Beyond the Developmental State
This book has highlighted the uncertainties of biotech innovation and the commercialization of cutting-edge life sciences technologies. Drawing on the experiences of Korea, Taiwan, and Singapore, it has shown that betting in biotechnology, despite being strategically rationalized, can prove very costly. In this respect, this book is about the processes of major political economic change and adaptation to a new paradigm of science-based industrial upgrading. It has addressed some sense of the “institutional origins” of industrial technology development systems, the choices made, and their political economic rationales, as well as the adaptive political economic imperatives of the current knowledge-intensive “third industrial revolution.” Betting on biotech in Korea, Taiwan, and Singapore has proceeded in the absence of—rather than according to—some coherent strategic plan, which runs counter to the ideals of a postwar developmental state. The book has also identified some important distinctions among the Korean, Taiwanese, and Singaporean approaches to biotech development.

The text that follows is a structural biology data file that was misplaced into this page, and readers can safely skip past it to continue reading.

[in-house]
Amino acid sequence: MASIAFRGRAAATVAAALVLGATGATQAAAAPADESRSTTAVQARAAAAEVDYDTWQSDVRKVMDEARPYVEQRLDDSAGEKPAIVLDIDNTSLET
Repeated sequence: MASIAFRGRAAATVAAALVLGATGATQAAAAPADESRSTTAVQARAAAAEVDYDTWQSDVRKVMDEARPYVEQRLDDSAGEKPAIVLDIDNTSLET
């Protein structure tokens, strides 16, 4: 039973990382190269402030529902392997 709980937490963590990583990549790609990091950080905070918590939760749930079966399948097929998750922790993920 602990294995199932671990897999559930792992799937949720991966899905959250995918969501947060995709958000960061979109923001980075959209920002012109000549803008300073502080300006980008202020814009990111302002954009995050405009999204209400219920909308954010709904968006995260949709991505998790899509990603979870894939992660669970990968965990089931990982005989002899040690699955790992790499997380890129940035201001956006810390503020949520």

Cornell Scholarship Online requires a subscription or purchase to access the full text of books within the service. Public users can however freely search the site and view the abstracts and keywords for each book and chapter.
If you think you should have access to this title, please contact your librarian.
To troubleshoot, please check our FAQs, and if you can't find the answer there, please contact us.